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This app is very useful to start creating or integrating your own Microsoft Teams apps. So I personally think it is worth to pin it on your bar. (More information about App Studio can be found here)
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Step 8: Then go to app studio app -> go to 'Manifest' tab -> click 'create a new app'

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Step 9: Then you will see 'App Details' page. Please fill out this page.

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A few things to note:

  • The sections that have the asterisk sign(*) must be filled out.
  • App ID is not the one that we need to copy and paste it to appsettings.json. So don't need to copy that value.
  • You don't need to put actual values for testing purpose.Fill free to follow placeholder values. (ex: https://www.teams.com/privacy)
  • If this 'App Details` page is not properly filled out, you will see some error messages in Test and Distribute section. For instance, Alt Text

Step 10: Now, this is the most important part for us. Click Bots and click Set Up.

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Step 11: Fill out the form that pops up when you click Set up.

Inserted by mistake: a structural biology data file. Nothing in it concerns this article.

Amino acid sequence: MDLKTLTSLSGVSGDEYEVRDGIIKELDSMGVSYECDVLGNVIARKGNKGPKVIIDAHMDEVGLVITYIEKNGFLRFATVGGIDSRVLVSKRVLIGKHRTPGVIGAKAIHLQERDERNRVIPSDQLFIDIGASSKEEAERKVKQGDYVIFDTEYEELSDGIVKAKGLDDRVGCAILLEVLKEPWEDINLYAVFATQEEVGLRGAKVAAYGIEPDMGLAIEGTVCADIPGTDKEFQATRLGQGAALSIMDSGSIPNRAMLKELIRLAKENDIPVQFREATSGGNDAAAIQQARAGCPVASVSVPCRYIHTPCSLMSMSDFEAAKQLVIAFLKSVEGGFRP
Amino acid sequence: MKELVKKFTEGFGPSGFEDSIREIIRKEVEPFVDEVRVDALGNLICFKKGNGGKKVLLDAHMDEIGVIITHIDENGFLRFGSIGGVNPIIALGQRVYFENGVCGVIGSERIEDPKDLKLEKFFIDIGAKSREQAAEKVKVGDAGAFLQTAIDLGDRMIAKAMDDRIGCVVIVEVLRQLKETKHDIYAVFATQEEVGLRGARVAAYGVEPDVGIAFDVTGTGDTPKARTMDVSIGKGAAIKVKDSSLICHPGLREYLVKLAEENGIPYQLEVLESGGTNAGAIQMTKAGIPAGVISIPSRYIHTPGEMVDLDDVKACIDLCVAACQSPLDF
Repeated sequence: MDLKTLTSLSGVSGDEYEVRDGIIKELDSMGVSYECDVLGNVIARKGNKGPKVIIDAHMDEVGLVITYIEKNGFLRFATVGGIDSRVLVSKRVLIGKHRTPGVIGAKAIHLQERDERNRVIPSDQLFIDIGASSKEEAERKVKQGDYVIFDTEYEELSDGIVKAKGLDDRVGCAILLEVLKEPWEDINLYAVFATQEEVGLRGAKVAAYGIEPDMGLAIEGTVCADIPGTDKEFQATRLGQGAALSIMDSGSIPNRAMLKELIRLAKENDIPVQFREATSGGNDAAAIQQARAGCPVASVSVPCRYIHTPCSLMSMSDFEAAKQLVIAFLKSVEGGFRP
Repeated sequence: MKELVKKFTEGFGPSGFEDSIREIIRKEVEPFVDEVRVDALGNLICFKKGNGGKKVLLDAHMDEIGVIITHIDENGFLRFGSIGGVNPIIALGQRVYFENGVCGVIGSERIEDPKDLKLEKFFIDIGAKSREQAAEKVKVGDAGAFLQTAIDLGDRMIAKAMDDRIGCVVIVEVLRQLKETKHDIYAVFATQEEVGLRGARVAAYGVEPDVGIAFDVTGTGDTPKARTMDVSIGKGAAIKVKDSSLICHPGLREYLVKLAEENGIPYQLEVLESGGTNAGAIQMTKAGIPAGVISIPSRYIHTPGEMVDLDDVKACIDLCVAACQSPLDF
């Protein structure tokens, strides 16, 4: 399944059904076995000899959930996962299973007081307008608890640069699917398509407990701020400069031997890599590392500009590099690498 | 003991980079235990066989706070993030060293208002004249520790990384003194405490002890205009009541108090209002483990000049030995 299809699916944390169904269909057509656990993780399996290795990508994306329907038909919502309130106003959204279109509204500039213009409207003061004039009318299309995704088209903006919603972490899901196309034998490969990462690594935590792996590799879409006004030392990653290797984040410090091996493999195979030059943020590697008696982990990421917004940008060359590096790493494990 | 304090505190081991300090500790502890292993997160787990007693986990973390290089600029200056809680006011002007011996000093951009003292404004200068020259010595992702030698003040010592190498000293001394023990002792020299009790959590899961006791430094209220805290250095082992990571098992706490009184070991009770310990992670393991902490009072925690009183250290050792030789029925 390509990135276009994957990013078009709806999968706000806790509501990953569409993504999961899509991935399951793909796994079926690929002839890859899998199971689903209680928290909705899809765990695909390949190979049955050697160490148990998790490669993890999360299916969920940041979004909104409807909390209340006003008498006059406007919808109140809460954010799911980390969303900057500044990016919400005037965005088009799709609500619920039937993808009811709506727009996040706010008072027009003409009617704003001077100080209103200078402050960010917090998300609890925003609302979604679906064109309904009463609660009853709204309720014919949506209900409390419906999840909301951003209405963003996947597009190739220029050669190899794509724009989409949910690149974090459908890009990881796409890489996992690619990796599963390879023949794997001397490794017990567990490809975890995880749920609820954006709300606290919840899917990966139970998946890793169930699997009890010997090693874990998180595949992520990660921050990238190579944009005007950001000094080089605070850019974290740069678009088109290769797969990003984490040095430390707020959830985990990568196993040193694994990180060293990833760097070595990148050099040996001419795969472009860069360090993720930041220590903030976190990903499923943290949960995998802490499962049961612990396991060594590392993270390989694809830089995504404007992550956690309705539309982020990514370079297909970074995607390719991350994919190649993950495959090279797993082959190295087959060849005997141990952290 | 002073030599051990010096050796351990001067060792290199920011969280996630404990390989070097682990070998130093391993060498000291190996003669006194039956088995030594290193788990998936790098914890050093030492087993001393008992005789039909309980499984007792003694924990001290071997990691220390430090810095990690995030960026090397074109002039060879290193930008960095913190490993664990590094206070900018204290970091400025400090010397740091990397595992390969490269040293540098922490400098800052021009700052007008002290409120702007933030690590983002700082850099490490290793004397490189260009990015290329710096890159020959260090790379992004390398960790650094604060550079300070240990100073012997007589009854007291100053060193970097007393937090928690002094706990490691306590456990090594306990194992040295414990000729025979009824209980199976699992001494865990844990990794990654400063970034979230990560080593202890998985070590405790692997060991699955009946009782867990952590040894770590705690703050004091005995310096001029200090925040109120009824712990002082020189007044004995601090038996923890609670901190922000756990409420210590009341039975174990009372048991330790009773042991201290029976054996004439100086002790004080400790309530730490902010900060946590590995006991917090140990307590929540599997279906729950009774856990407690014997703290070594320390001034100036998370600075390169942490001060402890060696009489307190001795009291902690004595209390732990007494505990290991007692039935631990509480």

For your testing convenience, allow your bot to be installable in persona chat, team, and group chat (see highlighted part). Then click Create Bot.
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Step 12: Copy the value of bot id and paste it as the value of MicrosoftAppId in appsettings.json (second screenshot).

As soon as you click Create bot, you will see the bot id (highlighted part) generated. This is the id of the bot that we care about.
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Step 13: Click Generate New Password to get the app password.

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This value is only shown once, so make sure you copy it after the password is generated. After you copy it, go to your visual studio and paste it as MicrosoftAppPassword value in appsettings.json as we did in Step 12.

Step 14: Now, you are all set with building your bot service for the Echobot. Let’s run the service locally (F5 or just click start in Visual Studio).

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If everything is compiled properly and running, you will see the localhost 3978 page open in your browser.

Step 15: Coming back to the App details page on App Studio, fill out Messaging endpoint with <ngrok url>/api/messages.

In Step 6, we got the public url from ngrok. Copy that value and paste it to the Bot endpoint address. Then please make sure to add /api/messages as that’s the endpoint that a bot can understand.
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Now we are done with setting up the bot on Teams Platform! Now we need to add your bot to Teams so you can interact with it.

Step 16: Go to Test and distribute section, and make sure there is nothing under Description.